In this book, part of the Medical device technical series, WHO presents the different roles the biomedical engineer can have in the life cycle of a medical device, from conception to use. It is recognized that medical devices are becoming ever more indispensable in health-care provision and among the key specialists responsible for their design, development, regulation, evaluation and training in their use – are biomedical engineers.
Working together with other health-care workers, biomedical engineers are part of the health workforce supporting the attainment of the Sustainable Development Goals, especially universal health coverage. This book has two parts. The first looks at the biomedical engineering profession globally as part of the health workforce: global numbers and statistics, and professional classification, general education and training, professional associations and the certification process.
The second part addresses all the different roles that the biomedical engineer can have in the life cycle of the technology, from research and development, and innovation, mainly undertaken in academia; the regulation of devices entering the market; the assessment or evaluation in selecting and prioritizing medical devices (usually at national level); to the role they play in the management of devices from selection and procurement, to safe use in health-care facilities.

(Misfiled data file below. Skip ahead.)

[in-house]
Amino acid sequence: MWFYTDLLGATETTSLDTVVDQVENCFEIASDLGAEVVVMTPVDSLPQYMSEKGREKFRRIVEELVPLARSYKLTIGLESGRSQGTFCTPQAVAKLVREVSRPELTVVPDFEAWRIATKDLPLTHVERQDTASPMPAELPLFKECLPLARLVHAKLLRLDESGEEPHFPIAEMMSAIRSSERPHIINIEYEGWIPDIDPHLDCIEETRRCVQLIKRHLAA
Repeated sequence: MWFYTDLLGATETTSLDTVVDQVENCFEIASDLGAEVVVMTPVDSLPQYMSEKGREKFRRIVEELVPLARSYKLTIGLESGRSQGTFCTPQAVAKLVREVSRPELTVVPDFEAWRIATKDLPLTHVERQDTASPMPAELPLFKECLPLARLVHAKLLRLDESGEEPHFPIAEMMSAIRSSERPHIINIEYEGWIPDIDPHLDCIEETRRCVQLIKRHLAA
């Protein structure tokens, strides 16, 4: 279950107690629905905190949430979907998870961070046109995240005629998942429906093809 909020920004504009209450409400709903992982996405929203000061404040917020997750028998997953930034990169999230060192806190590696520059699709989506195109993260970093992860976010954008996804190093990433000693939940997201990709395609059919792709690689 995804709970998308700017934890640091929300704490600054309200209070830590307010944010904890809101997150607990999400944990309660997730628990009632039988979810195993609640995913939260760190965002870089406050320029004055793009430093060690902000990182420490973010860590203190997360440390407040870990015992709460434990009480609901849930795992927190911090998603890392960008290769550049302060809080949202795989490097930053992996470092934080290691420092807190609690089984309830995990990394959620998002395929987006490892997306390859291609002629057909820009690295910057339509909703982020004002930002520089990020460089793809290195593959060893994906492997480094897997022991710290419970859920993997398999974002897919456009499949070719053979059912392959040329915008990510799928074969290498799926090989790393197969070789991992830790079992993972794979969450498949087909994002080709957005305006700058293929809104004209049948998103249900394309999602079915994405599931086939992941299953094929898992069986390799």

Finally, the annexes present comprehensive information on academic programmes, professional societies and relevant WHO and UN documents related to human resources for health, as well as the reclassification proposal for ILO.
This publication can be used to encourage the availability, recognition and increased participation of biomedical engineers as part of the health workforce, particularly following the recent adoption of the recommendations of the UN High-Level Commission on Health Employment and Economic Growth, the WHO Global Strategy on Human Resources for Health, and the establishment of national health workforce accounts. The document also supports the aim of reclassification of the role of the biomedical engineer as a specific engineer that supports the development, access and use of medical devices, within the national, regional and global occupation classification system.